Skin cancer is the most common form of human cancers, affecting more than one million Americans every year. One in five Americans will develop skin cancer at some point in their lives. Skin cancers are generally curable if caught early. However, people who have had skin cancer are at a higher risk of developing a new skin cancer, which is why regular self-examination and doctor visits are imperative.
The vast majority of skin cancers are composed of three different types: basal cell carcinoma, squamous cell carcinoma and melanoma.
Basal Cell Carcinoma
This is the most common form of skin cancer. Basal cells reside in the deepest layer of the epidermis, along with hair follicles and sweat ducts. When a person is overexposed to UVB radiation, it damages the body's natural repair system, which causes basal cell carcinomas to grow. These tend to be slow-growing tumors and rarely metastasize (spread). Basal cell carcinomas can present in a number of different ways:
- raised pink or pearly white bump with a pearly edge and small, visible blood vessels
- pigmented bumps that look like moles with a pearly edge
- a sore that continuously heals and re-opens
- flat scaly scar with a waxy appearance and blurred edges
Despite the different appearances of the cancer, they all tend to bleed with little or no cause. Eighty-five percent of basal cell carcinomas occur on the face and neck since these are areas that are most exposed to the sun.
Risk factors for basal cell carcinoma include having fair skin, sun exposure, age (most skin cancers occur after age 50), exposure to ultraviolet radiation (as in tanning beds) and therapeutic radiation given to treat an unrelated health issue.
Diagnosing basal cell carcinoma requires a biopsy — either excisional, where the entire tumor is removed along with some of the surrounding tissue, or incisional, where only a part of the tumor is removed (used primarily for large lesions).
Squamous Cell Carcinoma
Squamous cells are found in the upper layer (the surface) of the epidermis. They look like fish scales under a microscope and present as a crusted or scaly patch of skin with an inflamed, red base. They are often tender to the touch. It is estimated that 250,000 new cases of squamous cell carcinoma are diagnosed annually, and that 2,500 of them result in death.
Squamous cell carcinoma can develop anywhere, including inside the mouth and on the genitalia. It most frequently appears on the scalp, face, ears and back of hands. Squamous cell carcinoma tends to develop among fair-skinned, middle-aged and elderly people who have a history of sun exposure. In some cases, it evolves from actinic keratoses, dry scaly lesions that can be flesh-colored, reddish-brown or yellow black, and which appear on skin that is rough or leathery. Actinic keratoses spots are considered to be precancerous.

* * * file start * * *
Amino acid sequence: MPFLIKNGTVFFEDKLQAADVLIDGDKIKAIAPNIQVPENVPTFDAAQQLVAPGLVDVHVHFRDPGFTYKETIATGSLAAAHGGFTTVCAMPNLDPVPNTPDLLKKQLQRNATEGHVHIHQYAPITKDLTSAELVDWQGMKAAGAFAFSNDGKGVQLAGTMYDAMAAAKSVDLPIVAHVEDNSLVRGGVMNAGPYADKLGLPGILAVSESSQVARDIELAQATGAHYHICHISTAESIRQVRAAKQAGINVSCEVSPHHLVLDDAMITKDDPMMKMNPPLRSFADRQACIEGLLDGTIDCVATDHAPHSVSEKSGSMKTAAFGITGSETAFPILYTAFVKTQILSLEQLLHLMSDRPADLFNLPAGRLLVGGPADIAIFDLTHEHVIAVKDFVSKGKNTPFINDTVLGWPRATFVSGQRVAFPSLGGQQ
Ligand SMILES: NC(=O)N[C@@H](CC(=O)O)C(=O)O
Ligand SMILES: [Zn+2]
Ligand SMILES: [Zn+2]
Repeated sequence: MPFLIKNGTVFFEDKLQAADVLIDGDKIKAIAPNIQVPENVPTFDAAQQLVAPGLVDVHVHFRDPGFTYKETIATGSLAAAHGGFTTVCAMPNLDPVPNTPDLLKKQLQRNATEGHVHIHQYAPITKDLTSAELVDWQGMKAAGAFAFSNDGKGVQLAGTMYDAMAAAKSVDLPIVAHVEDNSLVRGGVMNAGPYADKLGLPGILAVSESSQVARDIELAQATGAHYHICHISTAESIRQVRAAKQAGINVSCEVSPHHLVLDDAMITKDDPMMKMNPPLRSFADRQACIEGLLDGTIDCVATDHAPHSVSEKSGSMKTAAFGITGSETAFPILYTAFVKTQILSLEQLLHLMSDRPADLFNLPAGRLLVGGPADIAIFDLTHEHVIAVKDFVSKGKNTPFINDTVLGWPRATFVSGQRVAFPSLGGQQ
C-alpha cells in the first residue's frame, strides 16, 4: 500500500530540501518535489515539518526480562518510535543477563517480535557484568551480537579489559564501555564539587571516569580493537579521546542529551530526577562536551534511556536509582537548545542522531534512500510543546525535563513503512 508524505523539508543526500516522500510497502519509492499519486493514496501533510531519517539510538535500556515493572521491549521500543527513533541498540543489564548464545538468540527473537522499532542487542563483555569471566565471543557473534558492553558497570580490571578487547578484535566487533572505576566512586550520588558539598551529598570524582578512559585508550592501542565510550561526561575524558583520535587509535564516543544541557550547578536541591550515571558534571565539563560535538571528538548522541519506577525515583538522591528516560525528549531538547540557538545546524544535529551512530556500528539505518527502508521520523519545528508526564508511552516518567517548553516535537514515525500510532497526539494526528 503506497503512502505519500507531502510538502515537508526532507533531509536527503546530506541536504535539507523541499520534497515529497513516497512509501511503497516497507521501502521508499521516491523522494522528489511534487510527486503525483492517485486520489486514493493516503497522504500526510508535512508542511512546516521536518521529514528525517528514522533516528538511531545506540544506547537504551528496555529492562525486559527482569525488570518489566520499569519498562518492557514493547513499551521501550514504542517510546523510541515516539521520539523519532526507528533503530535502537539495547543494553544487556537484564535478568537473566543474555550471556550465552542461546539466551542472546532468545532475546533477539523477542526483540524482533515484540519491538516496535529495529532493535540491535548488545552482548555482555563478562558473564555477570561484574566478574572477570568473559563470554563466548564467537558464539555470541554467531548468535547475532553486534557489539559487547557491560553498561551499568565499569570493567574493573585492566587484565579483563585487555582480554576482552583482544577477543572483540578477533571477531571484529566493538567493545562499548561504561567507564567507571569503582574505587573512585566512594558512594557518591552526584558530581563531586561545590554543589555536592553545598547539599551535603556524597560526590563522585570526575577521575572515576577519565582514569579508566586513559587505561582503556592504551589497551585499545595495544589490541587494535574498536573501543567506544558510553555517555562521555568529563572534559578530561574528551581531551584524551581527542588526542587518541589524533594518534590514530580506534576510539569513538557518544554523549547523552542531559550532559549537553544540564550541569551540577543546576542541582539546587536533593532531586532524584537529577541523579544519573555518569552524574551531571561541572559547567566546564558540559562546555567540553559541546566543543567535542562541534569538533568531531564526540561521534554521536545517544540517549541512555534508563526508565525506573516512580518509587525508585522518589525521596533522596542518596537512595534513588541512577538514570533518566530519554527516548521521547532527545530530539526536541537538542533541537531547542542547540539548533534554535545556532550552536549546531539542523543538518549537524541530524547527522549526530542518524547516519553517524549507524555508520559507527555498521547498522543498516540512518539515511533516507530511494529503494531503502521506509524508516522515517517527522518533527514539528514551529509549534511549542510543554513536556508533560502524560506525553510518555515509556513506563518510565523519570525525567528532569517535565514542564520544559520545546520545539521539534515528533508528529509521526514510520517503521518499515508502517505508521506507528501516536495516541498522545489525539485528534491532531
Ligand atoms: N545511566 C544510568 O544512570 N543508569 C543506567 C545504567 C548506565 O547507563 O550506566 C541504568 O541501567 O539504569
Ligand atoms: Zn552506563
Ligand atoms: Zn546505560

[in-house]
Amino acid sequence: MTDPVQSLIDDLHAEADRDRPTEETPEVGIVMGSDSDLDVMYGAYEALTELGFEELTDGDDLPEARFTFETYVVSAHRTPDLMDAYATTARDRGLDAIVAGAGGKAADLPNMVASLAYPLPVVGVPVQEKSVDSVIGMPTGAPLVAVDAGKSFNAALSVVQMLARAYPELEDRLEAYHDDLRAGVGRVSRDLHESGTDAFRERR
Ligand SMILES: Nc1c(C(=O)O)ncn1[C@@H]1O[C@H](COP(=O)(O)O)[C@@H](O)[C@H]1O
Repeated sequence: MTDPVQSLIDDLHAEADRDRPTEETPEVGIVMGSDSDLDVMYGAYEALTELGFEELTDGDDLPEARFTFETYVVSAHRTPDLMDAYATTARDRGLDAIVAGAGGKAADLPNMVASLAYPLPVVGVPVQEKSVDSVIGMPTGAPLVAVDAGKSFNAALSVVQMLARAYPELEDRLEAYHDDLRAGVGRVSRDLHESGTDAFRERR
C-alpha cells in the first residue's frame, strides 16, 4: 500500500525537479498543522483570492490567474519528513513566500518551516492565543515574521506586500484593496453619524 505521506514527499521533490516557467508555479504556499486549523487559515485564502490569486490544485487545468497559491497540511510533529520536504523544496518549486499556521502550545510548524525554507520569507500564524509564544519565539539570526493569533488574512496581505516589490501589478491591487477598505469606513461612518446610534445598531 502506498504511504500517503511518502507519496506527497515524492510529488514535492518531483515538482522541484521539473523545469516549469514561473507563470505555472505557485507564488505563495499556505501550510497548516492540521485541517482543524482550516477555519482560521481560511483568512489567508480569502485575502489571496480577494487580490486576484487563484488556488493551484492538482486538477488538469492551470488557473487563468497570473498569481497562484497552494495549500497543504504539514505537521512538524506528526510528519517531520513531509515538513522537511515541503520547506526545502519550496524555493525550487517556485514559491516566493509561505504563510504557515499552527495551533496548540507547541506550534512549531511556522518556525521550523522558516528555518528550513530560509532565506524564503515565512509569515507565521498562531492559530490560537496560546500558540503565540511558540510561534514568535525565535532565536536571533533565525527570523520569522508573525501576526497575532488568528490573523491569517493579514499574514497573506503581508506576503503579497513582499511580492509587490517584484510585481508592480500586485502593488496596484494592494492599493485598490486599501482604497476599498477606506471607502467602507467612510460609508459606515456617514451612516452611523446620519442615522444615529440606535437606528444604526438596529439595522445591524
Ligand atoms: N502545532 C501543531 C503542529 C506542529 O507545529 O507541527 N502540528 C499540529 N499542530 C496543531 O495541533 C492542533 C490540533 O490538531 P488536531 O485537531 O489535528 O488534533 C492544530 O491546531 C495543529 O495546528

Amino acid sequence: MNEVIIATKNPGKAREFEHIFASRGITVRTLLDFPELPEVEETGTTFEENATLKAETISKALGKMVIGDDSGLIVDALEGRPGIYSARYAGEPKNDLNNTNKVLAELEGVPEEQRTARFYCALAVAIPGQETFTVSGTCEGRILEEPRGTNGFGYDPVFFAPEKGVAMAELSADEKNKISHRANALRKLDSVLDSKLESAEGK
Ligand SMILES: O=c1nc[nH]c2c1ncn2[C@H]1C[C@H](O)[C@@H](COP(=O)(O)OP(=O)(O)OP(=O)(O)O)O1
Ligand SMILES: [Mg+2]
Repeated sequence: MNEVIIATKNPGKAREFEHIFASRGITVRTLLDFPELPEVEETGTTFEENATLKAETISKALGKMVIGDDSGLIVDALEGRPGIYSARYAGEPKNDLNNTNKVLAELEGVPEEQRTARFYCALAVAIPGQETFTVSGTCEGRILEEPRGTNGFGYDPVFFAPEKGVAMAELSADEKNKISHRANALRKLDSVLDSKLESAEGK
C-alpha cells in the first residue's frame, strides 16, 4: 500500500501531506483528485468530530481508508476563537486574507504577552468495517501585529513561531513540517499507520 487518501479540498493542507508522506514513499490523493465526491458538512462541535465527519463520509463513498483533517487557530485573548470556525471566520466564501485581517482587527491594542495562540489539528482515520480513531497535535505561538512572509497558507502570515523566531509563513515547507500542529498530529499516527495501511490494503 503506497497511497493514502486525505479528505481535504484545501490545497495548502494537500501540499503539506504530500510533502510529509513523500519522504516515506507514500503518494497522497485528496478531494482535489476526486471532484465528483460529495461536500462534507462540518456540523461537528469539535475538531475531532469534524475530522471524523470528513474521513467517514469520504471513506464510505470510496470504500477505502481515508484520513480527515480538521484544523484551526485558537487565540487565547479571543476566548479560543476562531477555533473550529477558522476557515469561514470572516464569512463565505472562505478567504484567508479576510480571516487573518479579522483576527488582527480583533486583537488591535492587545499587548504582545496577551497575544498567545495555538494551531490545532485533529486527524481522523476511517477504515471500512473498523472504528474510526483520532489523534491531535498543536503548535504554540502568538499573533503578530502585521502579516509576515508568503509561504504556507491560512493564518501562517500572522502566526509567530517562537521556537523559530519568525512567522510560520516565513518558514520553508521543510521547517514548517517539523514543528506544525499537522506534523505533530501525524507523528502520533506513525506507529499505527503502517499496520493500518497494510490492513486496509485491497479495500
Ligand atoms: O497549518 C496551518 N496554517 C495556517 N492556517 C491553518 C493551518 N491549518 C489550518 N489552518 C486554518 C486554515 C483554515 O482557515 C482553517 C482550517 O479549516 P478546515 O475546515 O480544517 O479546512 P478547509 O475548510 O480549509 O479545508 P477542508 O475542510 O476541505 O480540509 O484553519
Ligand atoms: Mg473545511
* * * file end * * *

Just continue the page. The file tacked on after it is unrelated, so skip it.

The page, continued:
Like basal cell carcinoma, squamous cell carcinoma is diagnosed via a biopsy — either excisional, where the entire tumor is removed along with some of the surrounding tissue, or incisional, where only a part of the tumor is removed (used primarily for large lesions).
While melanoma is the least common type of skin cancer, it is by far the most virulent. It is the most common form of cancer among young adults age 25 to 29. Melanocytes are cells found in the bottom layer of the epidermis. These cells produce melanin, the substance responsible for skin pigmentation. That's why melanomas often present as dark brown or black spots on the skin. Melanomas spread rapidly to internal organs and the lymph system, making them quite dangerous. Early detection is critical for curing this skin cancer.
Melanomas look like moles and often do grow inside existing moles. That's why it is important for people to conduct regular self-examinations of their skin in order to detect any potential skin cancer early, when it is treatable. Most melanomas are caused by overexposure to the sun beginning in childhood. This cancer also runs in families.
Melanoma is diagnosed via a biopsy.
What to Look For
The key to detecting skin cancers is to notice changes in your skin. Look for:
- Large brown spots with darker speckles located anywhere on the body.
- Dark lesions on the palms of the hands and soles of the feet, fingertips toes, mouth, nose or genitalia.
- Translucent pearly and dome-shaped growths.
- Existing moles that begin to grow, itch or bleed.
- Brown or black streaks under the nails.
- A sore that repeatedly heals and re-opens.
- Clusters of slow-growing scaly lesions that are pink or red.
The American Academy of Dermatology has developed the following ABCDE guide for assessing whether or not a mole or other lesion may be becoming cancerous.
A symmetry : Half the mole does not match the other half in size, shape or color.
B order : The edges of moles are irregular, scalloped, or poorly defined.
C olor : The mole is not the same color throughout.
D iameter : The mole is usually greater than 6 millimeters when diagnosed, but may also be smaller.
E volving : A mole or skin lesion that is different from the rest, or changes in size, shape, or color.
If any of these conditions occur, please make an appointment to see one of our dermatologists right away. The doctor may do a biopsy of the mole to determine if it is or isn't cancerous.
Roughly 90% of nonmelanoma cancers are attributable to ultraviolet radiation from the sun. That's why prevention involves:
- Staying out of the sun during peak hours (between 10 a.m. and 4 p.m.).
- Covering up the arms and legs with protective clothing.
- Wearing a wide-brimmed hat and sunglasses.
- Using sunscreens year round with a SPF of 15 or greater and sunblocks that work on both UVA and UVB rays. Look for products that use the term "broad spectrum."
- Checking your skin monthly and contacting your dermatologist if you notice any changes.
- Getting regular skin examinations. It is advised that adults over 40 get an annual exam with a dermatologist.